P-8A acquisitions and capabilities have been planned around incremental upgrades. With today's technology and budgetary environments, acquiring every capability, sensor, and weapons system concurrently is too expensive and too high-risk. P-8A hit the fleet with baseline ASW capability and a limited ASuW capability via the inclusion of AGM-84 Harpoon capability. Follow-on increments will add multi-static sonobuoys to achieve wider area detection of submarines. Future capabilities will likely feature net-enabled weapons like AGM-154 Joint Standoff Weapon (JSOW) and very likely the upcoming Long Range Anti-ship Missile or LRASM, a derivative of the AGM-158 JASSM-ER. This is all a great thing in a military that is seeing more and more platform winnowed away by budget cuts and massive "sacred-cow" programs like F-35.
Unlike the F-35, which sought a revolutionary approach with technologies such as the Distributed Aperture System and extremely advanced sensor fusion, Boeing and the Navy minimized the P-8A's risk by getting baseline capabilities online and jets out to the Fleet and then building on those technologies with steady upgrades. It's a work in progress but I think Boeing and NAVAIR had a lot to be proud of with Poseidon so far.
There are currently two schools of thought in the Maritime Patrol Community right now when it comes to how the P-8 should be used. One where it works closely along the lines of its predecessor, and follows the P-3's traditional mission sets of ASuW, ASW and limited ISR, and another where the P-8 can be adapted more dramatically for a litany of missions, including direct attack on ground targets. Personally, I believe the P-8A should also be equipped with a more robust set of weapons and sensors for the fight against smaller vessels in constrained littoral environments.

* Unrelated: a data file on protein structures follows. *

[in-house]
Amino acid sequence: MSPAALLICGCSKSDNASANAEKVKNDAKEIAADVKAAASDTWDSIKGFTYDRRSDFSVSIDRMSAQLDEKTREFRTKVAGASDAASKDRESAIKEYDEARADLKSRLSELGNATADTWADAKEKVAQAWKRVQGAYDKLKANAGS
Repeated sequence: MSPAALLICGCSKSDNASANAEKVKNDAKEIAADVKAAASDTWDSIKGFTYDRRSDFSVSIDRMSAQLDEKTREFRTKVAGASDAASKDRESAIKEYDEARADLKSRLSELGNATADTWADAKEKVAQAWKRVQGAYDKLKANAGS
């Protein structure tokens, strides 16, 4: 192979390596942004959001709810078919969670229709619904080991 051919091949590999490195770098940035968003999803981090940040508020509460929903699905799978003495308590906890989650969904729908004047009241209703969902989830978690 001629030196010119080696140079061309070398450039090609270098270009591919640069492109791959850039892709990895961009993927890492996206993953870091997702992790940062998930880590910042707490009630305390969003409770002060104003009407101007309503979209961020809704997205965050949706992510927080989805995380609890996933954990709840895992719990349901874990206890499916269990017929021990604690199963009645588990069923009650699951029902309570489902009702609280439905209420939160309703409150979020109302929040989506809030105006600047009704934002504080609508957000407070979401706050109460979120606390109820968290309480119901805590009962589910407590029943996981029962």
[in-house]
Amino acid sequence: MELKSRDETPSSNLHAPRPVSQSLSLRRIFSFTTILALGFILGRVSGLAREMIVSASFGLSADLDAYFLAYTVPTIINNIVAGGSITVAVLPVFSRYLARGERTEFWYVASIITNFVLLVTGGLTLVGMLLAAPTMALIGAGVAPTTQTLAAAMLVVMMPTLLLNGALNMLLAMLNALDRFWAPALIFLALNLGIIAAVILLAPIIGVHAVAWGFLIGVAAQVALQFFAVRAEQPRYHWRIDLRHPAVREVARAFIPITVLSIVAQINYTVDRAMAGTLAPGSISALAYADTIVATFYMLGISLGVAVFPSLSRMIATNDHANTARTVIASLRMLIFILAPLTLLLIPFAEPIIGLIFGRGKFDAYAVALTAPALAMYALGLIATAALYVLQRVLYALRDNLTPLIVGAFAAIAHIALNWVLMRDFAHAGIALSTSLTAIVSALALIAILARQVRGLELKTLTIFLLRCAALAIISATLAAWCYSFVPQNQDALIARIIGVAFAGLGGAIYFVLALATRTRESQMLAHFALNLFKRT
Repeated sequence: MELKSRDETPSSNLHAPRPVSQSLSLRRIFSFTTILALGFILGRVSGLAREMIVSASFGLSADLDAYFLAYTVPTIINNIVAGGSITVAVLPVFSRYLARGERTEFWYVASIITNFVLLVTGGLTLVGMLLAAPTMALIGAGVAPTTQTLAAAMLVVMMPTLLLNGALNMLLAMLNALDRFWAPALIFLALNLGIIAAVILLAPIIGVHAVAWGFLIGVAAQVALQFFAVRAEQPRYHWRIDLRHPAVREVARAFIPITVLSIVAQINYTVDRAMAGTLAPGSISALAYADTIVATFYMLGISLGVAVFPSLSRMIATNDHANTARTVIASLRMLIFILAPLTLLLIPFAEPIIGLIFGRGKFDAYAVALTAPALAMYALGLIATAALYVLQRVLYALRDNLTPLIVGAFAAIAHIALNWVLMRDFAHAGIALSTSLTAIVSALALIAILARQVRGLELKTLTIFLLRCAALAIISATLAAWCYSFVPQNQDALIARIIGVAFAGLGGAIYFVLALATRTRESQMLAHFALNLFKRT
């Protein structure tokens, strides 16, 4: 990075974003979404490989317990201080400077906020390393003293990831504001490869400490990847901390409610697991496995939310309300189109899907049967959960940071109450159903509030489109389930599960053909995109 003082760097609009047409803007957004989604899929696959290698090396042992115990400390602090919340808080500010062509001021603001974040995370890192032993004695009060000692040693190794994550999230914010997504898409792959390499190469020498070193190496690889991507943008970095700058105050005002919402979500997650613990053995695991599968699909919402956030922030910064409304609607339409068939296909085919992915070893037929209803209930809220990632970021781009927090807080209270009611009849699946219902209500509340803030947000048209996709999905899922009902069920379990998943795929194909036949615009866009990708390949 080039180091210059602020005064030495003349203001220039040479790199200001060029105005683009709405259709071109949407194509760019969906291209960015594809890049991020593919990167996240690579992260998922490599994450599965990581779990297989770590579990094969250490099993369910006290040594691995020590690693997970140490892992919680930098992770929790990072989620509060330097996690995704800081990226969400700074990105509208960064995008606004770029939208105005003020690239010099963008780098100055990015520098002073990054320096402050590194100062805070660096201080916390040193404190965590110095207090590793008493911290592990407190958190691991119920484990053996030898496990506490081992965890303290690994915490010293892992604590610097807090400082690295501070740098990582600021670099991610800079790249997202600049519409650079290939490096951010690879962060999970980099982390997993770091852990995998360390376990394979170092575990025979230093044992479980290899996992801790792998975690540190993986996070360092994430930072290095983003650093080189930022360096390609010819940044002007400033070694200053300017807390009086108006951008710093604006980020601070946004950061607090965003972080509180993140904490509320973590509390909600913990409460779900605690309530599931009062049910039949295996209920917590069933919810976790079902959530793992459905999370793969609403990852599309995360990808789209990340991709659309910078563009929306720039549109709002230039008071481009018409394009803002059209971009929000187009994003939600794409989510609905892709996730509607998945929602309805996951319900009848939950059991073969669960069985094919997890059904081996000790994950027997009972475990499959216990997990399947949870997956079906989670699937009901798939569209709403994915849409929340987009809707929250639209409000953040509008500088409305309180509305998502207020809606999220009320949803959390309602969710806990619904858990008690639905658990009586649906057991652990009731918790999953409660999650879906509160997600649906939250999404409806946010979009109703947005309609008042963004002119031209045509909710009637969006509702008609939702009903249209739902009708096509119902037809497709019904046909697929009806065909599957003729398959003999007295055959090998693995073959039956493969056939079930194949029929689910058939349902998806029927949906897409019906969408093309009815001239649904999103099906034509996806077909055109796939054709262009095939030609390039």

Harpoon is a great weapon, but it's too imprecise to use with civilian shipping nearby and in dense target environments close to shore. P-3C had a robust short range ASuW capability with AGM-65 Mavericks, and we saw that used in Libya. We took a major step back capability-wise with only Harpoon being deployed aboard the P-8. I would equip P-8A with an off-the-shelf targeting pod such as the AAQ-33 Sniper, which is currently found on everything from USAF F-16s to B-52s. Couple the targeting pod with short range, laser guided munitions such as AGM-65 Laser Mavericks, AGM-176 Griffon, and/or or Small Diameter Bombs and you have a lethal and persistent weapons system.
The Marines have done a similar upgrade with their KC-130 "Harvest HAWK" program and the Air Force is moving in a similar direction with it's new AC-130W Stinger II and MC-130J Combat Spear aircraft. I am actually quite curious as to why senior leadership insists on utilizing expensive bombers and fighter aircraft requiring extensive tanking to provide precision fires that can be achieved by lower cost, persistent assets such as a P-8A or C-130 in low-threat environments? Are they just in love with their 'sexy' weapons systems or do they want to get the most bang for their acquisition buck?